CaaMTech Collaboration Investigates Terpene Production in Magic Mushrooms

Genomic sequences of various Psilocybe species revealed an unexpected wealth of genes encoding sesquiterpene synthases

Psilocybe Magic Mushrooms

Scientists at The Leibniz Institute for Natural Product Research and Infection Biology, working in collaboration with CaaMTech, recently reported new results investigating terpene-producing enzymes in “magic” mushrooms. These results were recently published in the journal ChemBioChem in a paper titled, “A ‘Magic Mushroom’ Multi-Product Sesquiterpene Synthase.” Psilocybe “magic” mushrooms’ best known component, psilocybin, is a prodrug of the potent 5-HT2A agonist and powerful psychedelic compound, psilocin. However, psilocybin co-exists in “magic” mushrooms with other, less-studied, and structurally similar compounds whose roles and pharmacological properties are poorly understood.  

Psilocybe ‘magic mushrooms’ are chemically well understood for their psychotropic tryptamines. However, the diversity of their other specialized metabolites, in particular terpenoids, has largely remained an open question,”  wrote the publication’s authors. “Yet, knowledge on the natural product background is critical to understand if other compounds modulate the psychotropic pharmacological effects.”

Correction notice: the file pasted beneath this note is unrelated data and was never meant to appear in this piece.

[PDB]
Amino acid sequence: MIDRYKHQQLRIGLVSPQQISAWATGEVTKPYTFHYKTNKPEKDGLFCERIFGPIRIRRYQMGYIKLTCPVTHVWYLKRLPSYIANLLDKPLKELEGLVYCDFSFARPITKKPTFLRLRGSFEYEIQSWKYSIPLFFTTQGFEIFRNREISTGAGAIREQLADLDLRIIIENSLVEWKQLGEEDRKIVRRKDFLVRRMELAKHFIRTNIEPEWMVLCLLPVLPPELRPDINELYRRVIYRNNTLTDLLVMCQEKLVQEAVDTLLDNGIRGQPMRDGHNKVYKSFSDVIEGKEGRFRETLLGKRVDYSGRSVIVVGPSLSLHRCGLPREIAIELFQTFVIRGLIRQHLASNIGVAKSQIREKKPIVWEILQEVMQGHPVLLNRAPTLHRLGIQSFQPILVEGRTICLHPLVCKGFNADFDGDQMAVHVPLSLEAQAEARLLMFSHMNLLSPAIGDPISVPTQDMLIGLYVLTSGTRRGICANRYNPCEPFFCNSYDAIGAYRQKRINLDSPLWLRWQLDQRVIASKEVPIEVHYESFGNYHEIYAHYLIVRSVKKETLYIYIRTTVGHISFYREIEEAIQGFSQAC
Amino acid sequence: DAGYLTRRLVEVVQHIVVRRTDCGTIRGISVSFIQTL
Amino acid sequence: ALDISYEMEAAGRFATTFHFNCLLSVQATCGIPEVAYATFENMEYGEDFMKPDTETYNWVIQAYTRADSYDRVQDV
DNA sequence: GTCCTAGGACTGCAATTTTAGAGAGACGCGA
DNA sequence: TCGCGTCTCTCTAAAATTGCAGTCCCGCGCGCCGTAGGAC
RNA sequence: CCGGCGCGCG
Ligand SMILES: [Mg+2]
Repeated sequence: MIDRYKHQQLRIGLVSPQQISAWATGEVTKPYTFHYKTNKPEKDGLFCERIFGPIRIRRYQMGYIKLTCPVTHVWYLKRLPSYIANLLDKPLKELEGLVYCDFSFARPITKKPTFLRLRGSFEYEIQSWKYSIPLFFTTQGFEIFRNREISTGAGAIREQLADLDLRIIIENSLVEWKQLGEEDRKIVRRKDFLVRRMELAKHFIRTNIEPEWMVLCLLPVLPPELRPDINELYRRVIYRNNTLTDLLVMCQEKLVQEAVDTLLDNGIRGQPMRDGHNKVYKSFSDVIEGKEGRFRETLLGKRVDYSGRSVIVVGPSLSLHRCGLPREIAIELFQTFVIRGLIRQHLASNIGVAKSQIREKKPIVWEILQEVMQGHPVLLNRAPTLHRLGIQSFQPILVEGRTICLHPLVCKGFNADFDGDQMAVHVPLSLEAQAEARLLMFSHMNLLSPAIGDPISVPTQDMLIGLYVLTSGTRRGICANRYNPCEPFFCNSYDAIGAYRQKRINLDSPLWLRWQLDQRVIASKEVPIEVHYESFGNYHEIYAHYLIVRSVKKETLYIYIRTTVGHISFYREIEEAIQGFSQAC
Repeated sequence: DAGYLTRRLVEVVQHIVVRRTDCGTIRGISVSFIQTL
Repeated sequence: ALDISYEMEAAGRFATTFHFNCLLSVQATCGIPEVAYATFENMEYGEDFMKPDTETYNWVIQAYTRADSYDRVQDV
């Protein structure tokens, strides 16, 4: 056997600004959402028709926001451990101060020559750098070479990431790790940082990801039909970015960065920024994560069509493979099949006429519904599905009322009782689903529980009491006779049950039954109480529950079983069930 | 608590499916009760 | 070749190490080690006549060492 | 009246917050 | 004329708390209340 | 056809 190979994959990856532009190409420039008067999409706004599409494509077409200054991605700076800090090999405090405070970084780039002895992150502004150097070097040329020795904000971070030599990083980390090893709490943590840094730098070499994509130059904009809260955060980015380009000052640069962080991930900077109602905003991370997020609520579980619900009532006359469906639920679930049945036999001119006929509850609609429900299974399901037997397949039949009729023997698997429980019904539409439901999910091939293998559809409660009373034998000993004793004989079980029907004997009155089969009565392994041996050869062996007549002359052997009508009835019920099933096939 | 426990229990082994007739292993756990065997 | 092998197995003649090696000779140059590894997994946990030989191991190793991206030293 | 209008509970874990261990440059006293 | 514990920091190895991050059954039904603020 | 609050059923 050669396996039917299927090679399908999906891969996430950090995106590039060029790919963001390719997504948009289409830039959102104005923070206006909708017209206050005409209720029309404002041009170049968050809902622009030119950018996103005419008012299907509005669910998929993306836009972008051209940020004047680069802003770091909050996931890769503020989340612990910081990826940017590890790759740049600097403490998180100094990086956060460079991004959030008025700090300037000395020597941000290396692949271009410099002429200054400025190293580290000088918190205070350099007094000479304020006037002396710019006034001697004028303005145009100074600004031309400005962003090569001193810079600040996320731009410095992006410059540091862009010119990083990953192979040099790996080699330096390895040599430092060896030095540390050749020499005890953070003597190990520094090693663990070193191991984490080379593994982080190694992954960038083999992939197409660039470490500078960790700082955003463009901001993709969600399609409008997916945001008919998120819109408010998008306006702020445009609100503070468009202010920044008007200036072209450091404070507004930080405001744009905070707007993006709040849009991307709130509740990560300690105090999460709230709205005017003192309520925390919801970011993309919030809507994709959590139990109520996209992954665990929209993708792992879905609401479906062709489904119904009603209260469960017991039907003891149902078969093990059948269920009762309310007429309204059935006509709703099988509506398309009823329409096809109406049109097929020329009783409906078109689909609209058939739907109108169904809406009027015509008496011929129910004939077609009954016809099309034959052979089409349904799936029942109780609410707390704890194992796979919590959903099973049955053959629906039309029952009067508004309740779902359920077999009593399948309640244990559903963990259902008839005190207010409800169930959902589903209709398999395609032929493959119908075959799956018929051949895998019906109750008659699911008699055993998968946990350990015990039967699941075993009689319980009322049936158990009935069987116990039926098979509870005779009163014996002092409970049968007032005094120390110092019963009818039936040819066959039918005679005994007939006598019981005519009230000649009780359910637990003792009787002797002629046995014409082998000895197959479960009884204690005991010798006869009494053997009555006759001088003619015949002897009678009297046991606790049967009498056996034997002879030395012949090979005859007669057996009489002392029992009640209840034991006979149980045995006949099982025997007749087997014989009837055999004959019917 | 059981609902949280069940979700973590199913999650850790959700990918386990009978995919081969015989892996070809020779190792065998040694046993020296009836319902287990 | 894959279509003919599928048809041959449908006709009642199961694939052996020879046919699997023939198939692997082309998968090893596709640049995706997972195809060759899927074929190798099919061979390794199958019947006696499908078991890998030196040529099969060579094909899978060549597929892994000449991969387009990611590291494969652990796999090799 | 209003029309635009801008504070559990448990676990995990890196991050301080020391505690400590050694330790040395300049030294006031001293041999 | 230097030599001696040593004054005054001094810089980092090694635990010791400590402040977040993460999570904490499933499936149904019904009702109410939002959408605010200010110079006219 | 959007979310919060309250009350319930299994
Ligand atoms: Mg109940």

Terpenes are a class of compounds commercially used as food and flavor additives and are responsible for some of the entourage effects in cannabis.  But little is known about the role and presence of terpenes in fungi.  The presence of terpenes in Psilocybe mushrooms was discovered by the collaboration in 2022.

Psilocybe terpenoid metabolism is surprisingly poorly understood, even though other basidiomycete members of this class of natural products demonstrated remarkable structural diversity and biological effects,” the authors explained.

The researchers conducted genomic sequences of various Psilocybe species. The sequences uncovered “an unexpected wealth of genes” expected to encode sesquiterpene synthases.  One such synthase, CubA, was characterized by the scientists in vitro and in vivo and identified as a multifunctional sesquiterpene synthase.

“It’s amazing that these mushrooms were once regarded as merely psilocybin sources,” said CaaMTech CEO, Dr. Andrew Chadeayne. “Professor Hoffmeister’s group continues to establish themselves as the undeniable experts in magic mushroom chemistry.”